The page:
Though this book is appropriate for any time of the year and isn’t labeled as a holiday novel, it could have been, the comfort of human compassion and holiday season warmth being mixed into Bayne’s trying heart and mind journey full of tough questions and many prayers.
Wren Jordan is a likable guy right off the bat, though he starts to seem too perfect after a while and therefore not quite real. Eventually seeing that he isn’t above feeling disappointment or jealousy rounds out his character to me.
Although this story is told in first person, there are moments when Bayne seems to know as much as a third person omniscient narrator by the way she states other characters’ thoughts and feelings, or even their definite age ranges, to the reader: e.g., “a man in his thirties walked in” or “She looked at the man before her, still unsure how he was standing there, holding her hands.” On a minor note, the registered trademark symbol (“®”) accompanying brand names in the middle of characters’ dialogue distracts from the story somewhat. Someone else would know better than I do if the trademark notices could have been taken care of on the book’s copyright page instead.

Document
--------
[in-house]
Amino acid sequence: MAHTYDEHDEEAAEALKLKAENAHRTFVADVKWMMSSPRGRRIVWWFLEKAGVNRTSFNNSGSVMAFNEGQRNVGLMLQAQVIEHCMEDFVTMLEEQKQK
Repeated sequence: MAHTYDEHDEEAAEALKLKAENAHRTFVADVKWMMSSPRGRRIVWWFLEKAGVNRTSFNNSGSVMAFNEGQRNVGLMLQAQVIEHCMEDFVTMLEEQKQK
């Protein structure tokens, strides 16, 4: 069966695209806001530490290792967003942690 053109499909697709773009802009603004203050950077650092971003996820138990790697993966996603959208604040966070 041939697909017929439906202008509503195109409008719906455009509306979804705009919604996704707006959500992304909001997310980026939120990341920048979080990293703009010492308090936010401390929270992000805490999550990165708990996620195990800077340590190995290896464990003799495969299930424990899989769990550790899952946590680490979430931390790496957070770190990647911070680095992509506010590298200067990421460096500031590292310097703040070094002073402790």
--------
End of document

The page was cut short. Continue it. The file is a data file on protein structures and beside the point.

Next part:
But yes I found this novel to be both pain and hope, this would make a great Christmas read. But also would make a great novel for anytime of the year. I would recommend reading this novel, you would not be disappointed.
I receive a free copy of this novel from the publisher in return of a honest review.